Hands on projects weather_and_climate book cover image Hands-On Projects About Weather and Climate. Krista West. 2002. Nonfiction book. Recommended ages: Grades 2-5. In addition to weather activities, there are also activities to encourage students to create their own climate timelines and ice core samples and study tree rings to learn about climate change. Directions for activities are supported with photographs. Budding scientists will learn much from this hands-on approach. Use this book in conjunction with the lessons on Climate Change in the Science and Literacy Lessons and Activities article of this issue.
Kids_Guide_to_Global_Warming book cover image A Kid’s Guide to Global Warming. Glenn Murphy. 2008. Nonfiction book. Recommended ages: Grades 3-5. Students will be engaged by this book’s full-color photographs, short, informational text, and compelling subject matter. This book is organized like an encyclopedia, answering the questions: What is global warming? What does it mean for us? What are we doing? and What can you do? This book is suitable for inclusion at a learning center or for studying the headings and structure of informational text. Use this book in conjunction with the lessons on Climate Change in the Science and Literacy Lessons and Activities article of this issue.
Climate_Change book cover image Climate Change. Corona Brezina. 2008. Nonfiction book. Recommended ages: Grades 4-5. This compact resource explains the difference between weather and climate, and how climates change over time. Topics include ice cores, greenhouse gases, and the effects of warming on the planet. Dense, expository text makes this most suitable for advanced students needing greater challenge and individual reading. Use this book in conjunction with the lessons on Climate Change in the Science and Literacy Lessons and Activities article of this issue.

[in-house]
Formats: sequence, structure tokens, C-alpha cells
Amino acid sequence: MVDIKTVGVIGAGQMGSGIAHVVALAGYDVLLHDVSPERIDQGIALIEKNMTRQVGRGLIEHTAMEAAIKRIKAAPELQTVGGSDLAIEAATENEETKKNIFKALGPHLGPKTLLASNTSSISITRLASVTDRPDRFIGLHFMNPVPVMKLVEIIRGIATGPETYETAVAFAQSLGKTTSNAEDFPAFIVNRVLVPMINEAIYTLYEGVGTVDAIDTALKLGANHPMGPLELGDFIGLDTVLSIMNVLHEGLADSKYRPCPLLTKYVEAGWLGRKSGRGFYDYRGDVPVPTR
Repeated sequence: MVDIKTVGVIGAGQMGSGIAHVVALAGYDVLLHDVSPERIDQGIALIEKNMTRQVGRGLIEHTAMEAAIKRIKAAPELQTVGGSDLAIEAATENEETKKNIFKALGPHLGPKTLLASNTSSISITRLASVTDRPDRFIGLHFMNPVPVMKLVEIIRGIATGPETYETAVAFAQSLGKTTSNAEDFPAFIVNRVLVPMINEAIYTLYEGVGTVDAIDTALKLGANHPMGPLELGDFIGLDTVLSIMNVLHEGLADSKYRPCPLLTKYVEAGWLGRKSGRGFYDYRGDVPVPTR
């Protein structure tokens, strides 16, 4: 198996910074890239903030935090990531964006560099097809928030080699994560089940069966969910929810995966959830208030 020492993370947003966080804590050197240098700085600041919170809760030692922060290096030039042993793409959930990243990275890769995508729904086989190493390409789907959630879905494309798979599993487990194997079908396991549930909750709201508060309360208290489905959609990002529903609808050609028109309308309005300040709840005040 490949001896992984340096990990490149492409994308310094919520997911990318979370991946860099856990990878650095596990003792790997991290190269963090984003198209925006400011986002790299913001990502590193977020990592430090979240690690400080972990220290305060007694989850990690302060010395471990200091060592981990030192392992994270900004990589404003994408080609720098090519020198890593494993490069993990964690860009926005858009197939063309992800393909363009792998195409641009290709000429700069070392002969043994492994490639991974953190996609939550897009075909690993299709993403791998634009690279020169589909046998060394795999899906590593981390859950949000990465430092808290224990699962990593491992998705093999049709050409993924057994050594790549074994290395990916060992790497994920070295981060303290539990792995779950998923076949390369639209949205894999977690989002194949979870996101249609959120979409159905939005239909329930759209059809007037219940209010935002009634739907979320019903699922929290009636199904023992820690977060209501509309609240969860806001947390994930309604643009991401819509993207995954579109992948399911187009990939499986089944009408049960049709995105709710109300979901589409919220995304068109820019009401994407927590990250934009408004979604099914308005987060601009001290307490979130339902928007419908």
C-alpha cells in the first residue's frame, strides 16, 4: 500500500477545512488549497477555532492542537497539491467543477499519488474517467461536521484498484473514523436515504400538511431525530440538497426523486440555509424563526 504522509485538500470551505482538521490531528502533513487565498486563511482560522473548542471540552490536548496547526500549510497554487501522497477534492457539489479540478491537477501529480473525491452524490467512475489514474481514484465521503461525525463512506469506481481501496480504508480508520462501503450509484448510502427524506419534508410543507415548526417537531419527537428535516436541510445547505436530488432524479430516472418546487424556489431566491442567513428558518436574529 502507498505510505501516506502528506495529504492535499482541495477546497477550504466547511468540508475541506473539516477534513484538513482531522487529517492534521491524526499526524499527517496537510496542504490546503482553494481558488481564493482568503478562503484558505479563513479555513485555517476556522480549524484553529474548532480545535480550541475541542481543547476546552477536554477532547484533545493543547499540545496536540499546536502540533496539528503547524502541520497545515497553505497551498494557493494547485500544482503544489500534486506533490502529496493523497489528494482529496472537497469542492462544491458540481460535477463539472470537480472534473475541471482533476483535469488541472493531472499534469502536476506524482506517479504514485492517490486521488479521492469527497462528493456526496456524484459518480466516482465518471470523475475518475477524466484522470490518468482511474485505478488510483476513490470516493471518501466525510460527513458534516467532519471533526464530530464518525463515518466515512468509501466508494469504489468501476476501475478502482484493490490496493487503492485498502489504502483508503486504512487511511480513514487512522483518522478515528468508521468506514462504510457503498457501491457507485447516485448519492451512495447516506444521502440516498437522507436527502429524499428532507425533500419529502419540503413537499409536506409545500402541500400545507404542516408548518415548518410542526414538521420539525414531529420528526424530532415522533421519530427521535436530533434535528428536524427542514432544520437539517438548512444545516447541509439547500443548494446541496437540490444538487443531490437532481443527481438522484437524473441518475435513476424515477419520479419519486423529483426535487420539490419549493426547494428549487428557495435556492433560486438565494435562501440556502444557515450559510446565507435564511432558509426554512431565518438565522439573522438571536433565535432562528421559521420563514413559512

Penguins and Polar Bears

Penguins_and_Their_Chicks book cover image Penguins and Their Chicks. Margaret Hall. 2004. Nonfiction book. Recommended ages: Grades K-2. Large, bright photographs and simple text explain basic facts about penguins in general. Different species are shown, but not named. Good for sharing with a large group at the beginning of a unit of study. The section “Watch Penguins Grow” uses full-color photographs to introduce the concept of life cycles and timelines.
Ice_Bear book cover image Ice Bear: In the Steps of the Polar Bear. Nicola Davies. 2005. Picture book. Recommended ages: Grades K-5. Exquisite oil paintings accompany simple text that describes polar bears and their adaptations – small ears close to their heads and out of the wind, fur coats four fingers thick, adults weighing more than two lions. The book’s size makes it perfect for sharing with a group. In addition to developing science knowledge, the book could be a springboard for an art project in watercolor or in oil pastels.

This article was written by Kate Hastings and Jessica Fries-Gaither. For more information, see the Contributors page. Email Jessica at beyondpenguins@msteacher.org.

Copyright June 2008 – The Ohio State University. This material is based upon work supported by the National Science Foundation under Grant No. 0733024. Any opinions, findings, and conclusions or recommendations expressed in this material are those of the author(s) and do not necessarily reflect the views of the National Science Foundation. This work is licensed under an Attribution-ShareAlike 3.0 Unported Creative Commons license.